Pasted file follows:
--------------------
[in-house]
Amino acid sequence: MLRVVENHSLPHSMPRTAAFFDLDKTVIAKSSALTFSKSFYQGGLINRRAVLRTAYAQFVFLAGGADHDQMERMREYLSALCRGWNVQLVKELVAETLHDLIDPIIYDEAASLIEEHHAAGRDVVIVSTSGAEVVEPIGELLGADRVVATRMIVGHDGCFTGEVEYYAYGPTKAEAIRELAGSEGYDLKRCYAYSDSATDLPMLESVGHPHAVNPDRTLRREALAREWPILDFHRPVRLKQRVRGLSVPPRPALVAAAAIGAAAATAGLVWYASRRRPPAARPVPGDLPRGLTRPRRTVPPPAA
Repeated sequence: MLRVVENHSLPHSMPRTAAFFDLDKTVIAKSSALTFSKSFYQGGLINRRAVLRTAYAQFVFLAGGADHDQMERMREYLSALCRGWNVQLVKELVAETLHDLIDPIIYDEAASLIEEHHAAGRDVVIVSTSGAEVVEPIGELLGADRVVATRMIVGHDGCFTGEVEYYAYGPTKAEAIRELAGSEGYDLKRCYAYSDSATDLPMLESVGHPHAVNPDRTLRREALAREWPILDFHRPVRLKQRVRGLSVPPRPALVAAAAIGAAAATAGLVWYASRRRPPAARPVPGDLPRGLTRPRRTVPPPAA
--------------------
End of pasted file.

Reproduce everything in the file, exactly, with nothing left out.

[in-house]
Amino acid sequence: MLRVVENHSLPHSMPRTAAFFDLDKTVIAKSSALTFSKSFYQGGLINRRAVLRTAYAQFVFLAGGADHDQMERMREYLSALCRGWNVQLVKELVAETLHDLIDPIIYDEAASLIEEHHAAGRDVVIVSTSGAEVVEPIGELLGADRVVATRMIVGHDGCFTGEVEYYAYGPTKAEAIRELAGSEGYDLKRCYAYSDSATDLPMLESVGHPHAVNPDRTLRREALAREWPILDFHRPVRLKQRVRGLSVPPRPALVAAAAIGAAAATAGLVWYASRRRPPAARPVPGDLPRGLTRPRRTVPPPAA
Repeated sequence: MLRVVENHSLPHSMPRTAAFFDLDKTVIAKSSALTFSKSFYQGGLINRRAVLRTAYAQFVFLAGGADHDQMERMREYLSALCRGWNVQLVKELVAETLHDLIDPIIYDEAASLIEEHHAAGRDVVIVSTSGAEVVEPIGELLGADRVVATRMIVGHDGCFTGEVEYYAYGPTKAEAIRELAGSEGYDLKRCYAYSDSATDLPMLESVGHPHAVNPDRTLRREALAREWPILDFHRPVRLKQRVRGLSVPPRPALVAAAAIGAAAATAGLVWYASRRRPPAARPVPGDLPRGLTRPRRTVPPPAA